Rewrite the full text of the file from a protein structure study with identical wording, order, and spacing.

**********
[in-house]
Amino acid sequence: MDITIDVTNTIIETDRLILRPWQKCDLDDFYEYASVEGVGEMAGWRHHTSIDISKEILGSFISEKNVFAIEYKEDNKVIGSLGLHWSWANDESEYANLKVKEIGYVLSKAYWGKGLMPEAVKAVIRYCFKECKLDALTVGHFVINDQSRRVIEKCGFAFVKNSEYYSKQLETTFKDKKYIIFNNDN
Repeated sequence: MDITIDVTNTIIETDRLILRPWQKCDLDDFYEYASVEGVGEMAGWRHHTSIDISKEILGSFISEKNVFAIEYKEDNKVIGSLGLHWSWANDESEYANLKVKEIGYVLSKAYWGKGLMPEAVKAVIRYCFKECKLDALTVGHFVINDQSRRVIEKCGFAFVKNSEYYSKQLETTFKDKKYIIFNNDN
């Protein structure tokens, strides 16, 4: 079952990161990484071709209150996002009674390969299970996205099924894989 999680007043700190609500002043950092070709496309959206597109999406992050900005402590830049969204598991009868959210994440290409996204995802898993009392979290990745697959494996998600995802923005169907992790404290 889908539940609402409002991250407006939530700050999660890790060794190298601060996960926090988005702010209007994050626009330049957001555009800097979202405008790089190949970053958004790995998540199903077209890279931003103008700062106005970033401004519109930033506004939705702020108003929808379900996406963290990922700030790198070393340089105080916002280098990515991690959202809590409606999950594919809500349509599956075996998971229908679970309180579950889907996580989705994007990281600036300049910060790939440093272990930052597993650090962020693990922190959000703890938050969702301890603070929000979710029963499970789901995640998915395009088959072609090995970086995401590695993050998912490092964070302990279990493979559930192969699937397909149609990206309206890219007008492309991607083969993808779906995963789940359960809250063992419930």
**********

[in-house]
Amino acid sequence: MDITIDVTNTIIETDRLILRPWQKCDLDDFYEYASVEGVGEMAGWRHHTSIDISKEILGSFISEKNVFAIEYKEDNKVIGSLGLHWSWANDESEYANLKVKEIGYVLSKAYWGKGLMPEAVKAVIRYCFKECKLDALTVGHFVINDQSRRVIEKCGFAFVKNSEYYSKQLETTFKDKKYIIFNNDN
Repeated sequence: MDITIDVTNTIIETDRLILRPWQKCDLDDFYEYASVEGVGEMAGWRHHTSIDISKEILGSFISEKNVFAIEYKEDNKVIGSLGLHWSWANDESEYANLKVKEIGYVLSKAYWGKGLMPEAVKAVIRYCFKECKLDALTVGHFVINDQSRRVIEKCGFAFVKNSEYYSKQLETTFKDKKYIIFNNDN
């Protein structure tokens, strides 16, 4: 079952990161990484071709209150996002009674390969299970996205099924894989 999680007043700190609500002043950092070709496309959206597109999406992050900005402590830049969204598991009868959210994440290409996204995802898993009392979290990745697959494996998600995802923005169907992790404290 889908539940609402409002991250407006939530700050999660890790060794190298601060996960926090988005702010209007994050626009330049957001555009800097979202405008790089190949970053958004790995998540199903077209890279931003103008700062106005970033401004519109930033506004939705702020108003929808379900996406963290990922700030790198070393340089105080916002280098990515991690959202809590409606999950594919809500349509599956075996998971229908679970309180579950889907996580989705994007990281600036300049910060790939440093272990930052597993650090962020693990922190959000703890938050969702301890603070929000979710029963499970789901995640998915395009088959072609090995970086995401590695993050998912490092964070302990279990493979559930192969699937397909149609990206309206890219007008492309991607083969993808779906995963789940359960809250063992419930």